Last time I wrote on this blog I was reflecting on moving. Well, we are STILL moving! After six months we finally have a contract on the house we vacated last September. Meanwhile, I have fallen in love. Not with another man. My husband is still the love of my life. But with a group of courageous women in Kobulubulu, Uganda.
Shall I tell you their story? Not so very long ago, Joseph Kony and his Lord’s Resistance Army rampaged the village and countryside around Kobulubulu, abducting young girls from their primary school, raping and pillaging and plunging this District into a state of terror. Eight women seeking to keep themselves and their hungry children alive at the nearby Internally Displaced Persons Camp gathered to pray. They were known in the camp as the Widows Prayer Group because their husbands were off fighting Kony and everyone assumed they would be killed.
The women began working together to carry the tall, heavy, jerry cans from the water pump to a nearby restaurant where the owner would pay them in cash. In this way, the women and their families survived.
When the women returned to their home village they wondered whether the cooperation they had learned in the camps might serve them well in peace time. Even though many of the husbands returned from the fighting, the women believed they could now contribute to the family’s welfare in new ways. So the original eight women invited others to join them, and in 2008 Kobulubulu’s women’s cooperative was founded (KRMA).
Now twenty women, who along with their husbands and children represent over 100 individuals, work side by side in an agricultural economy to grow crops and livestock communally. They desire to improve their lives, and the community in which they live, through movement from subsistence farming to commercial farming. They want to keep their children in school through group savings to pay for their fees and school supplies.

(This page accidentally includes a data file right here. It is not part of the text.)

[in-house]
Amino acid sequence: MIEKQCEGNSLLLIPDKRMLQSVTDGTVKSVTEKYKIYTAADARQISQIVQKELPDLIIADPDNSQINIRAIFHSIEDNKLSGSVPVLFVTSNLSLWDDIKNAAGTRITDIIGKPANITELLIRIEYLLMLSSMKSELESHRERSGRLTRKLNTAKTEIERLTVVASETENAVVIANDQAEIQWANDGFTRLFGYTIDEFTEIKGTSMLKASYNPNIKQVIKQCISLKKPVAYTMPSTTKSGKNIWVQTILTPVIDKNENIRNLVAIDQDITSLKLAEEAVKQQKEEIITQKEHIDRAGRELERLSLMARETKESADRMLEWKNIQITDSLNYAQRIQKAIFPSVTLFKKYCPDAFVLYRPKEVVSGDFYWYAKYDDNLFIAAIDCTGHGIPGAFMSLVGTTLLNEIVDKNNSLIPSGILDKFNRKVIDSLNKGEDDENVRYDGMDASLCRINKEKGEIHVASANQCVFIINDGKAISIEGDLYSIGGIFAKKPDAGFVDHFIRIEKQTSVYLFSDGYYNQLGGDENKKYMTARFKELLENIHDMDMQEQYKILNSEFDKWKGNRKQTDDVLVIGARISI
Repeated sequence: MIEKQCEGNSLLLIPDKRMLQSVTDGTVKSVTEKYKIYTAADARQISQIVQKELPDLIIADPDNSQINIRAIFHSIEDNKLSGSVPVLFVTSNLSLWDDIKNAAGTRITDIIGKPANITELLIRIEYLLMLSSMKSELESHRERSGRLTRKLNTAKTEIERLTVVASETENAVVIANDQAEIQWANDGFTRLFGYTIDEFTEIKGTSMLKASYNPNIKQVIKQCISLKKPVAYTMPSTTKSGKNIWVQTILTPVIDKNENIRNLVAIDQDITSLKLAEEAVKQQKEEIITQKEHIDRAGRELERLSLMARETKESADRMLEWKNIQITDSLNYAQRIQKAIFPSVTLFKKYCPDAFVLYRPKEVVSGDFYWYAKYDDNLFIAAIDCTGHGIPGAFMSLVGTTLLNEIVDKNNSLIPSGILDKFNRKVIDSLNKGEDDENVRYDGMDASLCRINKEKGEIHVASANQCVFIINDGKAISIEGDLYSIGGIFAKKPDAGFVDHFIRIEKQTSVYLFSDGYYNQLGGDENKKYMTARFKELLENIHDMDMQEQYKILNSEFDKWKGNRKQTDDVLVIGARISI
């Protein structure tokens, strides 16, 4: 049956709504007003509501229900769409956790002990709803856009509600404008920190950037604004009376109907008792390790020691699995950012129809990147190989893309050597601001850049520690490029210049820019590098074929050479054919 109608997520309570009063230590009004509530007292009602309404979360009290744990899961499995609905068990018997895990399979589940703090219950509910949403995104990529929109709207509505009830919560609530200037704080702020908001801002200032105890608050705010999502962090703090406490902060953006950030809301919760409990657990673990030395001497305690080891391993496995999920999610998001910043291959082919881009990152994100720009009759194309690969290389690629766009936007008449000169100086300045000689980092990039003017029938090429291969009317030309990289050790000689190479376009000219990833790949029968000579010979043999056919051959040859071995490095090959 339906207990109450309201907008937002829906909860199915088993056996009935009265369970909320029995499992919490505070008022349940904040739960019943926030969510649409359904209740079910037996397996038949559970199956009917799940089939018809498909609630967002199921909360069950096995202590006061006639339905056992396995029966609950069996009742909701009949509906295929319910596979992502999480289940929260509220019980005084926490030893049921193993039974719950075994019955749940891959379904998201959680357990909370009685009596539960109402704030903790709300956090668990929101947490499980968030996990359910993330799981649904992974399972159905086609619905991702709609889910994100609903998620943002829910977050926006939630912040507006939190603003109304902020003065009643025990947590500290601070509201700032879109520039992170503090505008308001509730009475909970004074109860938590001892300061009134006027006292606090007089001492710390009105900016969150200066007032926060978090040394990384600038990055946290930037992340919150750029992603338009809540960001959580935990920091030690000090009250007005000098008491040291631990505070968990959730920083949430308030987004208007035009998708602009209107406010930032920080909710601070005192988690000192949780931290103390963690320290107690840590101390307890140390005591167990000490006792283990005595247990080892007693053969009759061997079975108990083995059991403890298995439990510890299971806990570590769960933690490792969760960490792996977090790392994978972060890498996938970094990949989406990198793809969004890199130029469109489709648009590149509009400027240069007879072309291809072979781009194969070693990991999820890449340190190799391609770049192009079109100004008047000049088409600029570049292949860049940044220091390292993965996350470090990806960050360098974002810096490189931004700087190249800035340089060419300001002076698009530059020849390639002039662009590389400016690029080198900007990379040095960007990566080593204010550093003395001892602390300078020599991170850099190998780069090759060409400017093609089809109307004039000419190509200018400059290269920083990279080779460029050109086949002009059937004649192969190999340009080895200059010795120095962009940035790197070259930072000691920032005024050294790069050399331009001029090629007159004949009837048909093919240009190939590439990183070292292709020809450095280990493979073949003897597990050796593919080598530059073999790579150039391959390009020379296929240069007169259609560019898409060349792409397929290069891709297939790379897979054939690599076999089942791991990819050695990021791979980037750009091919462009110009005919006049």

In their own words, KRMA desires “to improve household income, to ensure food security and livelihood, (and) to ensure faster conflict resolution and reconciliation among the community through peaceful means.”
At weekly meetings, the women pay dues at a minimum of 1000 Ush (less than $ .50) and pay 200 Ush. weekly for a welfare fund for those crises and emergencies in the community. Latecomers to meetings also pay an additional 200 Ush. into a basket set out for that purpose. Through their savings they have purchased goats, chickens, and two cows. One long term goal is for each family to own a heifer. But heifers run about $500 U.S. and their current rate of growth makes this a distant goal.
In my next installment about the ladies of Kobulubulu, I will share how I met them, and something about the stories they have shared with me.